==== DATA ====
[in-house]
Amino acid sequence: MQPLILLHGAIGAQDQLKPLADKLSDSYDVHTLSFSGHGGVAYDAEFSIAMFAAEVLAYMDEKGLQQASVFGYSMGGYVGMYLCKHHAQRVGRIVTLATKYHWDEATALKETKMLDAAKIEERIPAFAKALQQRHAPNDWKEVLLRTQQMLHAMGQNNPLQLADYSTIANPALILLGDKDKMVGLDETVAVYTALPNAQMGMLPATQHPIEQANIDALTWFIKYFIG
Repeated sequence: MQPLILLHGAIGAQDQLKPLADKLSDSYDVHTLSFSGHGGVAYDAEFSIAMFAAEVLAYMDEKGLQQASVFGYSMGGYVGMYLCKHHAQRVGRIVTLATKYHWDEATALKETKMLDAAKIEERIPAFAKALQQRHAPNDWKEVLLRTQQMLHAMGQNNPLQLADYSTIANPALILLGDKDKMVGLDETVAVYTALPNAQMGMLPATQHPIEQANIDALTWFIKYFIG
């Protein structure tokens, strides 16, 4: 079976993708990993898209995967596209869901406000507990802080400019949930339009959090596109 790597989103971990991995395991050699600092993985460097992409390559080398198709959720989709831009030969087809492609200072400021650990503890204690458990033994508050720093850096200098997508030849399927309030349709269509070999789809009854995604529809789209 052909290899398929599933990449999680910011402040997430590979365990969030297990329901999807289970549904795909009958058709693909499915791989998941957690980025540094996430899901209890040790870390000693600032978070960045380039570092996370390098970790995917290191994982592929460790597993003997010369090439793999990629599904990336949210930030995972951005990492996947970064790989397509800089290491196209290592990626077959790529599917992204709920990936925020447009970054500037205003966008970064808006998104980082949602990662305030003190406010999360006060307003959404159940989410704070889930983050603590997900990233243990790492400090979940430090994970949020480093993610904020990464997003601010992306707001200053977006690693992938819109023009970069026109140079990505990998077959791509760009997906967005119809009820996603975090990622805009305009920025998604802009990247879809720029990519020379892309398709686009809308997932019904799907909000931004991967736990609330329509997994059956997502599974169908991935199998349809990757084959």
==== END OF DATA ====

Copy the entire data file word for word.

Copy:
[in-house]
Amino acid sequence: MQPLILLHGAIGAQDQLKPLADKLSDSYDVHTLSFSGHGGVAYDAEFSIAMFAAEVLAYMDEKGLQQASVFGYSMGGYVGMYLCKHHAQRVGRIVTLATKYHWDEATALKETKMLDAAKIEERIPAFAKALQQRHAPNDWKEVLLRTQQMLHAMGQNNPLQLADYSTIANPALILLGDKDKMVGLDETVAVYTALPNAQMGMLPATQHPIEQANIDALTWFIKYFIG
Repeated sequence: MQPLILLHGAIGAQDQLKPLADKLSDSYDVHTLSFSGHGGVAYDAEFSIAMFAAEVLAYMDEKGLQQASVFGYSMGGYVGMYLCKHHAQRVGRIVTLATKYHWDEATALKETKMLDAAKIEERIPAFAKALQQRHAPNDWKEVLLRTQQMLHAMGQNNPLQLADYSTIANPALILLGDKDKMVGLDETVAVYTALPNAQMGMLPATQHPIEQANIDALTWFIKYFIG
């Protein structure tokens, strides 16, 4: 079976993708990993898209995967596209869901406000507990802080400019949930339009959090596109 790597989103971990991995395991050699600092993985460097992409390559080398198709959720989709831009030969087809492609200072400021650990503890204690458990033994508050720093850096200098997508030849399927309030349709269509070999789809009854995604529809789209 052909290899398929599933990449999680910011402040997430590979365990969030297990329901999807289970549904795909009958058709693909499915791989998941957690980025540094996430899901209890040790870390000693600032978070960045380039570092996370390098970790995917290191994982592929460790597993003997010369090439793999990629599904990336949210930030995972951005990492996947970064790989397509800089290491196209290592990626077959790529599917992204709920990936925020447009970054500037205003966008970064808006998104980082949602990662305030003190406010999360006060307003959404159940989410704070889930983050603590997900990233243990790492400090979940430090994970949020480093993610904020990464997003601010992306707001200053977006690693992938819109023009970069026109140079990505990998077959791509760009997906967005119809009820996603975090990622805009305009920025998604802009990247879809720029990519020379892309398709686009809308997932019904799907909000931004991967736990609330329509997994059956997502599974169908991935199998349809990757084959």